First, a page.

Someone who is confident, self assured, and capable. This person is also wild, crazy, and a huge rebel. Always up to something. Likely to get in trouble. But your kind of trouble is a lot of fun.
People see them as stubborn and headstrong. You definitely have a dominant personality.
Lastly, they are a free spirit, unpredictable, adventurous, and always a little surprising.
That Mardy is a handful.
Grumpy. Surly. Like a moaning child who doesn't get his way.
stop being mardy and make me some toast
A word popularly used in the Nottingham/East midlands area of england. Words with a similar meaning include: stroppy, moody, sulky, grumpy, childish etc.
1) Oh, stop being so mardy!
2) Ooh look at her, she's in a right mardy!
Regional slang assumed to be derived from 'Moody' originating from Derby, and over recent years having gradually become more commonly used as far south as Northamptonshire and as far north as Manchester (in many episodes of Coronation Street for example).
It is used most widely to describe children when they are having a tantrum or an adult who is sulking when not getting their own way. It describes a person who is feeling sorry for themselves or is crying shallow, crocodile tears.
This fantastic adjective has risen to more widespread fame in recent times thanks to those lovely lads from Sheffield, the Arctic Monkeys who wrote a song called Mardy Bum about a girl who was really mardy. Now all those southern softies have latched onto this fantastic word, it won't be long before we are hearing Peggy Mitchell behind the bar of the Queen Vic calling Billy a 'Mard Arse'.
In Derby, where the word originates from, it is very common to hear people calling others 'Mard Arse'. 'Stop bein such a mard arse!' meaning 'Stop being so moody, childish, grumpy, etc'.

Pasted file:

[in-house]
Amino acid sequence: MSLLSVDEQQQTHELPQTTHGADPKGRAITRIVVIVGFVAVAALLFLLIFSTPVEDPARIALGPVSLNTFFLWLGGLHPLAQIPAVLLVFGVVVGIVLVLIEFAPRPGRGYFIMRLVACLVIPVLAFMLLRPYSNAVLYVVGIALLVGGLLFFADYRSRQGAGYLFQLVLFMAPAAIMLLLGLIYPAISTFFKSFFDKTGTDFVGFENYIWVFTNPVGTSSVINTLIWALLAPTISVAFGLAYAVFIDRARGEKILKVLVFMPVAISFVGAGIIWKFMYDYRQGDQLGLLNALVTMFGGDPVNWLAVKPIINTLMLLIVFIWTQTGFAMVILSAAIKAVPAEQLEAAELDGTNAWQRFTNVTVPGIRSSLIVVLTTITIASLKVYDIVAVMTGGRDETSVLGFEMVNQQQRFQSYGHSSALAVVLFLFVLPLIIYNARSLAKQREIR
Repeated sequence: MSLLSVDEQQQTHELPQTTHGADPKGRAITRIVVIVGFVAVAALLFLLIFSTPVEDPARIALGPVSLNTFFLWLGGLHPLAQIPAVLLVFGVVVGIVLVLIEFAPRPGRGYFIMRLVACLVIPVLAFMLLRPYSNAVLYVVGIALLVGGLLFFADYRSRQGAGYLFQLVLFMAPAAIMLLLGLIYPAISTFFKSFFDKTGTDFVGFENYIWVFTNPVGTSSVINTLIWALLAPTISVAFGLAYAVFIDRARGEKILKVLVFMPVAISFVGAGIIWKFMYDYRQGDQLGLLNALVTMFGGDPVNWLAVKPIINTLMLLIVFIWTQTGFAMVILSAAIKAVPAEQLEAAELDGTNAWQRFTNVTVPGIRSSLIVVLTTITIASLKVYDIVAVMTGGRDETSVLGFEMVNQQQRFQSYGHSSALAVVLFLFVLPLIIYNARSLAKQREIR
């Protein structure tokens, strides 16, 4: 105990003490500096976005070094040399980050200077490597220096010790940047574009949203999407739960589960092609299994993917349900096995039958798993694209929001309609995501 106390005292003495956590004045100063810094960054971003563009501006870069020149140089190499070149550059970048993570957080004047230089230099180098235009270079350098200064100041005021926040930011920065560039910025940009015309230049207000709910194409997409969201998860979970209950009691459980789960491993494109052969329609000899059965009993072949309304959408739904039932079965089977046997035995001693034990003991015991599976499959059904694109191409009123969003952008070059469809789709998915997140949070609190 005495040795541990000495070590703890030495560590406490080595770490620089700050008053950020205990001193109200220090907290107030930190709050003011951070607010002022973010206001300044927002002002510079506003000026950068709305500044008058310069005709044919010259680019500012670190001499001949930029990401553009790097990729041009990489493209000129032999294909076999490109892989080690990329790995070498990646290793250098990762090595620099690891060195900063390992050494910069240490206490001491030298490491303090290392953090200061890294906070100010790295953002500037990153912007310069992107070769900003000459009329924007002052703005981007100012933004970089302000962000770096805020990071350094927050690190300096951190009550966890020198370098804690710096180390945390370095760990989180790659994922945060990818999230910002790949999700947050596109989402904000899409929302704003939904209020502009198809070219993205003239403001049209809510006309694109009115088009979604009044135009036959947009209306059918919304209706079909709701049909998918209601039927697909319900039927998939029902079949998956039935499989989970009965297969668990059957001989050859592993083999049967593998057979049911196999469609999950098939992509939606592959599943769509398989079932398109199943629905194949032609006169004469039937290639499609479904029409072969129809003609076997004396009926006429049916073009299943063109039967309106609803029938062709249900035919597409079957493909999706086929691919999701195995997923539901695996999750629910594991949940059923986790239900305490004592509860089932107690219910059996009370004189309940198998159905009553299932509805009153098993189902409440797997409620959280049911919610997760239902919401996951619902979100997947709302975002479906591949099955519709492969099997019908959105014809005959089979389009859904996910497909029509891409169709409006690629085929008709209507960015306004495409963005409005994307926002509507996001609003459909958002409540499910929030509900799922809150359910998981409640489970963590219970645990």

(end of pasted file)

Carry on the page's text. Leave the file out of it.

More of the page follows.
The word is also used commonly in playground banter. Rhymes such as 'Mardy Mardy Mustard, You Can't Eat Your Custard, Nah, Nah, Nah, Nah, Nah!' were commonplace in Derby schools during the 1980s.
What is so wonderful about this word is that it has a whole meaning of its own and even though assumed to be derived from 'moody' it is not quite the same.
It is therefore of interest to know that the Chinese have a word that has exactly the same meaning as 'Mardy', therefore, it should be accepted into the Oxford English dictionary as a recognised word.
A word used commonly in the Ilkeston - Heanor area of Derbyshire meaning the person is a 'cry-baby' or scared to attempt something.
*Childish, easily upset, cowardly - a word restricted to an area between Leicestershire in the South and South Lancashire/South Yorkshire in the North.
( 'Ey Up Mi Duck' The dialect of Derbyshire and the East Midlands - Richard Scullins & John Titford - Countryside Books. Published 2000 ISBN 1 85306 658 3
'Gi' over scrating thee mardy sod'
(Stop crying you childish person)
Childish, sulky. Easily upset and wants their own way all the time.
Mainly from the East Midlands although it does appear to have some use in the Manchester area.
Shurrup and stop being mardy!
Moody. Someone who is grumpy, moody and generally irritable. Can be used as an adjective. However one can be IN a mardy.
Lucy is in such a mardy!
John is a right mardy old trout!
A dialect word originating from Derby and Sheffield
a) Adjective used to describe a moody or grumpy person
b) Can also be used as 'mard' as a noun to describe someone who is currently in a mood
c) Someone who is reguarly mardy can be described as a mardy bum or mardy arse
"Lucy had a go at me for nothing today. She's so mardy at the moment!"
"Tom's in a mard with me because I called his mum a slag"
"Jenny never stops complaining - she's such a mardy bum!"